The 1943 Sparkman Act, allowing women physicians to be commissioned as officers in the armed services, was named for him, after lobbying by Dr. Emily Dunning Barringer.

Sparkman was a representative of the United States to the Fifth General Assembly of the United Nations in 1950.

In 1956, John Sparkman was one of the 19 Southern senators to sign the Southern Manifesto, opposing the 1954 U.S. Supreme Court decision Brown v. Board of Education and racial integration.

Despite the fact that Stevenson again became the Democratic presidential nominee in 1956 he was not again his running mate.

He died in Huntsville, Alabama in 1985 of natural causes aged 85 and is interred in Maple Hill Cemetery of Huntsville.

Electoral history

1972 Alabama United States Senatorial Election

John Sparkman (D) (inc.) 62.3%
Winton M. Blount (R) 33.1%

1966 Alabama United States Senatorial Election

John Sparkman (D) (inc.) 60.1%
John Grenier (R) 39%

1960 Alabama United States Senatorial Election

John Sparkman (D) (inc.) 70.2%
Julian Elgin (R) 29.8%

1954 Alabama United States Senatorial Election

John Sparkman (D) (inc.) 82.5%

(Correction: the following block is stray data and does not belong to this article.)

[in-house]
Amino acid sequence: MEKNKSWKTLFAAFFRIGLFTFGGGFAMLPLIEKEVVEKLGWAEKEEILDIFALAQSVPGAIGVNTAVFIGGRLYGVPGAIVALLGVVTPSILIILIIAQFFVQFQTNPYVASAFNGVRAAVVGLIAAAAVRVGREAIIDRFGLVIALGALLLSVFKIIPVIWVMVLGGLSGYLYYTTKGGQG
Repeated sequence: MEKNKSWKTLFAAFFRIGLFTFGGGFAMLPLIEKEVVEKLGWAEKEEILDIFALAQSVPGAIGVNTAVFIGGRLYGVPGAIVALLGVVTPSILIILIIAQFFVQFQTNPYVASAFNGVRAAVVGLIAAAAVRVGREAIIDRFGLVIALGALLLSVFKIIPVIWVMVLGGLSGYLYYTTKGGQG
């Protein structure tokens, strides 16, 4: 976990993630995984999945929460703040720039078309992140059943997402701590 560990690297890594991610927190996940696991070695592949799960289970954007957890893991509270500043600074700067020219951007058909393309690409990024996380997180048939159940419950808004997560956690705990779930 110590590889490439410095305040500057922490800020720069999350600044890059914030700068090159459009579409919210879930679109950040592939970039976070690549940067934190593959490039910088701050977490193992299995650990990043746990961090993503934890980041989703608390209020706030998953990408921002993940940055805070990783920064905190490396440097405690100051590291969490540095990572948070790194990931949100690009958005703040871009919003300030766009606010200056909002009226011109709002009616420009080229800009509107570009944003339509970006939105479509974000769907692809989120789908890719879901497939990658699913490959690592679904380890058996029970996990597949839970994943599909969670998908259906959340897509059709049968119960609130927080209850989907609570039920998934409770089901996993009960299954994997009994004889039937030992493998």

J. Foy Guin, Jr. (R) 17.5%

1952 United States Presidential Election (Vice President's seat)

Richard Nixon (R) 55.2%
John Sparkman (D) 44.3%
Charlotta Bass (Progressive) 0.2%
Enoch Holtwick (Prohibition) 0.1%

1948 Alabama United States Senatorial Election

John Sparkman (D) (inc.) 84%
John G. Parsons (R) 16%

1946 Alabama United States Senatorial Election

John Sparkman (D) Unopposed

External links

A history of Senator Sparkman's career in the House of Representatives was written in 1990 by Dr. Henry Walker.

United States House of Representatives
Preceded by
Archibald Hill Carmichael
Member of the U.S. House of Representatives
from Alabama's 8th congressional district

1937 – 1946
Succeeded by
Robert E. Jones, Jr.
United States Senate
Preceded by
George R. Swift
United States Senator (Class 2) from Alabama
1946 – 1979
Served alongside: J. Lister Hill, James B. Allen,
Maryon Pittman Allen, Donald W. Stewart
Succeeded by
Howell T. Heflin
Political offices
Preceded by
Robert Ramspeck
Georgia
House Majority Whip
1946
Succeeded by
Leslie Cornelius Arends
Illinois
Preceded by
Edward J. Thye
Minnesota
Chairman of the Senate Small Business Committee
1955 – 1967
Succeeded by
George Smathers
Florida
Preceded by
A. Willis Robertson
Virginia
Chairman of the Senate Banking Committee
1967 – 1975
Succeeded by
William Proxmire
Wisconsin
Preceded by
J. William Fulbright
Arkansas
Chairman of the Senate Foreign Relations Committee
1975 – 1979
Succeeded by
Frank Church
Idaho
Party political offices
Preceded by
Robert Ramspeck
Georgia
House Democratic Whip
1946
Succeeded by
John William McCormack
Massachusetts
Preceded by
Alben W. Barkley
Democratic Party Vice Presidential candidate
1952
Succeeded by
Estes Kefauver